Case Watch


Thanks! Share it with your friends!

You disliked this video. Thanks for the feedback!

Added by admin

United Fire & Casualty Co. v. Keely & Sons, Inc. Ill. App. May 2, 2008Commercial policy does not provide coverage to policyholder for claims of spoliation of evidence. A policyholder was sued when employees were injured after falling from an I-beam. Claims and cross-claims against the policyholder for spoliation were added when it was discovered the policyholder disposed of the I-beam. The insurer sought a judicial declaration that the policy provided no coverage for claims of spoliation of evidence. Finding in favor of the insurer, the appellate court held that the spoliation claims fell within the policy’s property damage exclusion for “personal property in the care, custody, or control of the insured.”

McDaniel v. Daly Ct. of App. of Ohio, May 2, 2008Granddaughter’s intermittent residence with grandparents raises question of fact as to coverage under homeowner’s policy. The policyholder was insured under a homeowner’s policy which excluded coverage for ‘bodily injury’ sustained by a resident relative. The policyholder’s daughter would routinely stay at the home when she had custody of the policyholder’s granddaughter. The custody of the grandchild was shared between the mother and father. When the policyholder’s daughter did not have custody of the child, she would stay with various friends. A lawsuit arose subsequent to the policyholder’s dog biting the granddaughter. Given that existence of facts suggesting the daughter resided with the policyholder, the court held that it was a question of fact as to whether the granddaughter qualified as a resident relative, eliminating coverage under the policy.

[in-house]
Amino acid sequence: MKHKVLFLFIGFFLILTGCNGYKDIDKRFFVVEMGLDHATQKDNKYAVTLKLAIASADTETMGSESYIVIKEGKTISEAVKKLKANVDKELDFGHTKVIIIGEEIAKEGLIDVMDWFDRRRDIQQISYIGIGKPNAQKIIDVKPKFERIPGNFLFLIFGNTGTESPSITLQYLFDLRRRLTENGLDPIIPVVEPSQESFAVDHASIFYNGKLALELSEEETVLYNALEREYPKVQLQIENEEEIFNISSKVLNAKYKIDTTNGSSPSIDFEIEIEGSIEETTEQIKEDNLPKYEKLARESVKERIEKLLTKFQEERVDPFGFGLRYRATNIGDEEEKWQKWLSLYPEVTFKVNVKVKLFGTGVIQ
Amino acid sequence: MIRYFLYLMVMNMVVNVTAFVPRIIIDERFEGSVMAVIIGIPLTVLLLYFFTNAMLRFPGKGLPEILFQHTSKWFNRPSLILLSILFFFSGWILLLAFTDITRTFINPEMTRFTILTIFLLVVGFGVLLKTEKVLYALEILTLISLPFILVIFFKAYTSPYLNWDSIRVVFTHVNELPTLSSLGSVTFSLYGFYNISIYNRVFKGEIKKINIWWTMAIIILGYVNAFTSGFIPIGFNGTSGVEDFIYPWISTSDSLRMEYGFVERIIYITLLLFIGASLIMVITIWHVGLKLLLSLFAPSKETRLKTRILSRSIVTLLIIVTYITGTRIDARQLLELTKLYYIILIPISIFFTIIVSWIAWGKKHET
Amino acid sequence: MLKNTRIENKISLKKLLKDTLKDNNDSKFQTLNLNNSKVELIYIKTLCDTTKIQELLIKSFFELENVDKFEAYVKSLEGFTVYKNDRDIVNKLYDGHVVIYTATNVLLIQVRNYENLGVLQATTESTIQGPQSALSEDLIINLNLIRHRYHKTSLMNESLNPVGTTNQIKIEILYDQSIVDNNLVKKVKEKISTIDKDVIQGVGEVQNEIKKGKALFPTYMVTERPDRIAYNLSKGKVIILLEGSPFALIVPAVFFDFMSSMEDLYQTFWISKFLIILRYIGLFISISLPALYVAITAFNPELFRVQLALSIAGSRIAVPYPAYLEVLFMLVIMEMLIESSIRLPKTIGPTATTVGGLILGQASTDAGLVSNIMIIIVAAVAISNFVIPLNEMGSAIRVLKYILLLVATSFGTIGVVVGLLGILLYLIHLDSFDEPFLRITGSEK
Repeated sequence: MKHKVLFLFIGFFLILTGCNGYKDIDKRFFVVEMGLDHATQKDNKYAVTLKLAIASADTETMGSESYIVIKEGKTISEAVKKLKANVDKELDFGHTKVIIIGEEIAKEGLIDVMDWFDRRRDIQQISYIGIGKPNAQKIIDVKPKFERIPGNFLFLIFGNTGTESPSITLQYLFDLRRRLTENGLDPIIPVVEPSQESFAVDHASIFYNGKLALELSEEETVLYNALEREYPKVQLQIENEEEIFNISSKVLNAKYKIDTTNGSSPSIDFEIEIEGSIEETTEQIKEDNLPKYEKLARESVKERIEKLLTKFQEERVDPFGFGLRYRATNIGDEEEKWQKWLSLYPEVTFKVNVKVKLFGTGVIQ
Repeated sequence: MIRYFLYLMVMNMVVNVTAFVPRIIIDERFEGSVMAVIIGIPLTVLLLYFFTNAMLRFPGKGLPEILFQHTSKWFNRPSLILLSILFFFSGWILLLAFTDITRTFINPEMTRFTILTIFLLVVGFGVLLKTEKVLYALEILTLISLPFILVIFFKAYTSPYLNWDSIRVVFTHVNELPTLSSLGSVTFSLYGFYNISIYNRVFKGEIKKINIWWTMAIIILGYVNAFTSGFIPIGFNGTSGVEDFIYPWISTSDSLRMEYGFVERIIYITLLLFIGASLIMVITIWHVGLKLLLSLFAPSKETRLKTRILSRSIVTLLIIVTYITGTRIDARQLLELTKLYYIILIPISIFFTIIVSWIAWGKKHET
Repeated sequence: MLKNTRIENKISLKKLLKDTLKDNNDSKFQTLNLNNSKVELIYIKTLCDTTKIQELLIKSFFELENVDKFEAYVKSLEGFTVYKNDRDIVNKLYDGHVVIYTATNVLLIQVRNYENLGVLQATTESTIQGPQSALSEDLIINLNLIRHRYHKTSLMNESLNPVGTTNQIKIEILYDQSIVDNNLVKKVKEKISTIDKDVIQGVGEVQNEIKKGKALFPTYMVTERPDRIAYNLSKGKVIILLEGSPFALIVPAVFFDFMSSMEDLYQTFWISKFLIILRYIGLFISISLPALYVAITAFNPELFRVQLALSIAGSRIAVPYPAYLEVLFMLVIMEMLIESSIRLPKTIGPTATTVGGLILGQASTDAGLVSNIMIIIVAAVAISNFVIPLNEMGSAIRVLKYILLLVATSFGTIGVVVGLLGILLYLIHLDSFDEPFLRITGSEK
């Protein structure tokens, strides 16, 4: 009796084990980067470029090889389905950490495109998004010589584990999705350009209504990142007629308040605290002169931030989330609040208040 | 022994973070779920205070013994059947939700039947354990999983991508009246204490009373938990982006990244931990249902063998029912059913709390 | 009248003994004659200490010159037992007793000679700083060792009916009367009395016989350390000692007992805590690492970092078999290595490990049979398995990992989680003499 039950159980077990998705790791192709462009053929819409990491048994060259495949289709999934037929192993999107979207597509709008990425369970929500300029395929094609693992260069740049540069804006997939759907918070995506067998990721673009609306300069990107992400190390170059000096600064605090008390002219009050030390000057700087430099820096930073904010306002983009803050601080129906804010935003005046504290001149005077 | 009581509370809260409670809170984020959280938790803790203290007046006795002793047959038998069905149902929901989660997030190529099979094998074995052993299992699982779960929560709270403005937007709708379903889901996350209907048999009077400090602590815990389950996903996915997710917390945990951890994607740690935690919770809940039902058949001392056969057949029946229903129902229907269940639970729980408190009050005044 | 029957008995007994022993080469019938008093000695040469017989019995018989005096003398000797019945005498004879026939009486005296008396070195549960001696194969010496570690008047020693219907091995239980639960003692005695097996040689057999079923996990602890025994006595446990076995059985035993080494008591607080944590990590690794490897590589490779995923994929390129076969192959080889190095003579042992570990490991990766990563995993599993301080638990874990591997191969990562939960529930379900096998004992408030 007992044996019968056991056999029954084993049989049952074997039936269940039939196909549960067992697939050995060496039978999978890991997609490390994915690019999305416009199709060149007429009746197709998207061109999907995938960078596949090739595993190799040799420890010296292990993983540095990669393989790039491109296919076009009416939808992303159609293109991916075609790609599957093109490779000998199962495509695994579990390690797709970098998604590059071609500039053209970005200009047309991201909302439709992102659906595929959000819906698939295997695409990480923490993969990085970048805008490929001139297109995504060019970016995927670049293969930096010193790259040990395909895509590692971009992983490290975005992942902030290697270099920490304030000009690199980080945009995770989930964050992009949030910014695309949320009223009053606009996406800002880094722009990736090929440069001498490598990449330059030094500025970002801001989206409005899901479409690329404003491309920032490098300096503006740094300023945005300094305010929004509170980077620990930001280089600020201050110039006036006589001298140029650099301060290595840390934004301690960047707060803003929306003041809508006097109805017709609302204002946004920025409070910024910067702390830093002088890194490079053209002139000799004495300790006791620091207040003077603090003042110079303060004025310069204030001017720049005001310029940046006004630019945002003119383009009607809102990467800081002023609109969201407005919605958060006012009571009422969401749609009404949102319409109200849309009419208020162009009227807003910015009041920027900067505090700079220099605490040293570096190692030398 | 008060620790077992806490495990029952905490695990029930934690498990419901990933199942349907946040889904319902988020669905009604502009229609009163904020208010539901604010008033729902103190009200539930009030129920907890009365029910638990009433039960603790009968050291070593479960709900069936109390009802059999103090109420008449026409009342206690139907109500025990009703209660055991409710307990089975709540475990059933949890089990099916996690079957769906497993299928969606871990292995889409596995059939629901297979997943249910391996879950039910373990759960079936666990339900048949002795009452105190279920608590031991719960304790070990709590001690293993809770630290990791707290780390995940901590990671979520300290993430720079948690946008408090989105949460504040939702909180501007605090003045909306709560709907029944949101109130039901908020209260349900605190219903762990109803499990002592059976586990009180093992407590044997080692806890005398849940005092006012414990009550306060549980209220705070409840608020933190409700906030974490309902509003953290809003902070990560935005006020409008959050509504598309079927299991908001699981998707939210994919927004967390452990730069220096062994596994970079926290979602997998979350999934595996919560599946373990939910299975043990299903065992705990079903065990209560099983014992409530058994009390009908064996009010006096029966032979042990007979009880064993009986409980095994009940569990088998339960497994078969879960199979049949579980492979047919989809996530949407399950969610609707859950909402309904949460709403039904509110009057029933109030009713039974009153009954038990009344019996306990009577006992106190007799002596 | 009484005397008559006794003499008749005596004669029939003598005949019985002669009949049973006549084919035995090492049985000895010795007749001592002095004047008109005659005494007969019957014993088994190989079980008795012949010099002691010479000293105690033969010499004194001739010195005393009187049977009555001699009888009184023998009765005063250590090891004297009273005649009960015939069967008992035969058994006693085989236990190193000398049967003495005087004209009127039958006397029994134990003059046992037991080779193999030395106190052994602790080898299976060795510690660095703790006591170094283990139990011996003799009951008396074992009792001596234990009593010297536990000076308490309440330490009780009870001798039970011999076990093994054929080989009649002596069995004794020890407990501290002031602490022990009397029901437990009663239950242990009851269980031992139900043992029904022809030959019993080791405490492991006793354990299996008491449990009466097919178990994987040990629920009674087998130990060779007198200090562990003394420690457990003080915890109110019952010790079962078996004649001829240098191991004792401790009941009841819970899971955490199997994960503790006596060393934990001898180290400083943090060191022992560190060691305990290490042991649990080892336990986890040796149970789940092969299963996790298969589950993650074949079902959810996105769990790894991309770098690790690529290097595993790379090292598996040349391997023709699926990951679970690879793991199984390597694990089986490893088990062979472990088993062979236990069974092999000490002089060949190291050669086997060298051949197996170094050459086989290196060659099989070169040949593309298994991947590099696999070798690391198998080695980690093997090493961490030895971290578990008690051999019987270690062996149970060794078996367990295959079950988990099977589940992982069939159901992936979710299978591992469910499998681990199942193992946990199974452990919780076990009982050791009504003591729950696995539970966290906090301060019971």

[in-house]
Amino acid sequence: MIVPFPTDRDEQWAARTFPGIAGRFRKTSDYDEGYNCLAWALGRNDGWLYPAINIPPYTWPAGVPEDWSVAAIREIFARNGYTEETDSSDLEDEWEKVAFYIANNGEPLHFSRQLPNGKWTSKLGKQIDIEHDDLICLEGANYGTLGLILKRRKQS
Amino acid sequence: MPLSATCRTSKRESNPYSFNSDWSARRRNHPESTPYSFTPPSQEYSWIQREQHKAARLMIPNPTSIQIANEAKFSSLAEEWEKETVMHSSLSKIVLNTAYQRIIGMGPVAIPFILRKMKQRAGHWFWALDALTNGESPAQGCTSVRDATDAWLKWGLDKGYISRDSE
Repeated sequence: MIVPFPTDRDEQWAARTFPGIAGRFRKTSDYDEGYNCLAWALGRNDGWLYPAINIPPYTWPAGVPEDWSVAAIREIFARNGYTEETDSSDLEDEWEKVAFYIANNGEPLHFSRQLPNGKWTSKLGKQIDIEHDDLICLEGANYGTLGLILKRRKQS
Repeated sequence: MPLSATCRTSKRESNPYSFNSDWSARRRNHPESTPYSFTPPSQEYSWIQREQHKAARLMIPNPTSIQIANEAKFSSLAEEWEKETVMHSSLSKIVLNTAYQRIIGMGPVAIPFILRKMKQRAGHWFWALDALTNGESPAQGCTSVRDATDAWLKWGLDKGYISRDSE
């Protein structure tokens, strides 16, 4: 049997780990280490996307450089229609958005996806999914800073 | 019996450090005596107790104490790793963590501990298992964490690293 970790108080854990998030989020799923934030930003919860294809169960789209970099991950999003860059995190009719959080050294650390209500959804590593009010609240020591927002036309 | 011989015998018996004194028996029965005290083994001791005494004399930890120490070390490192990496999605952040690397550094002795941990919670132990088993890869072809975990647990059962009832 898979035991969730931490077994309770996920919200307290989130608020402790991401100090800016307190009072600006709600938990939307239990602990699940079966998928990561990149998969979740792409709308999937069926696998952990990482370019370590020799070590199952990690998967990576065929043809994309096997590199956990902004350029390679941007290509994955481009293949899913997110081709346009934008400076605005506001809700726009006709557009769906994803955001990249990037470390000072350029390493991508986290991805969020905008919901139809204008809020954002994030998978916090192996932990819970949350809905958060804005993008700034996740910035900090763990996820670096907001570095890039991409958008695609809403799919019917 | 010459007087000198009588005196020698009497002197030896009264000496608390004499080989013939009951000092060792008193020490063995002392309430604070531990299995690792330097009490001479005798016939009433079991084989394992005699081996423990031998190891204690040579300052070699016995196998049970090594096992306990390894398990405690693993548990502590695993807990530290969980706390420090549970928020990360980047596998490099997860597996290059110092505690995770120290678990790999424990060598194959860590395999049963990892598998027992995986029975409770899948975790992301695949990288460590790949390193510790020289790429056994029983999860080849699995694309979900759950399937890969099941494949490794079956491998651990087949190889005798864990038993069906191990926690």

Bullock v. AIU Ins. Co. Miss., May 8, 2008Statute of Limitations begins to run on claimant’s tortious breach of contract action against employer and workers’ compensation carrier once a final decision is made concerning the amount and duration of benefits. The court addressed the issue of whether the statute of limitations on an injured party’s claim for tortious breach of contract against its employer and its employer’s workers’ compensation carrier began to run when the workers’ compensation judge rendered an initial determination that the employer and the carrier were liable to the injured party for benefits, where the determination was not appealed. The court held that the statute of limitations did not begin to run, since the initial determination did not set the amount or duration of benefits to be paid or specify any other matter, and, therefore, did not constitute a “final” decision.

Lee v. New Hersey Skylands Insurance Co. N.J. App., May 6, 2008Policyholder waived right to collect UIM benefits where she settled action against other driver without notifying insurer. A policyholder injured in a two car motor vehicle accident sought underinsured motorist (UIM) benefits from his personal auto insurer. Without prior notice of his intentions to the insurer, the policyholder settled the action against the tortfeasor for the limits of his policy. Two weeks after settling, the policyholder made a demand for UIM beneifits. The appellate court dismissed the UIM claim, holding that the insurer was prejudiced by the loss of the right to pursue the underinsured tortfeasor for sums in excess of his liability limits.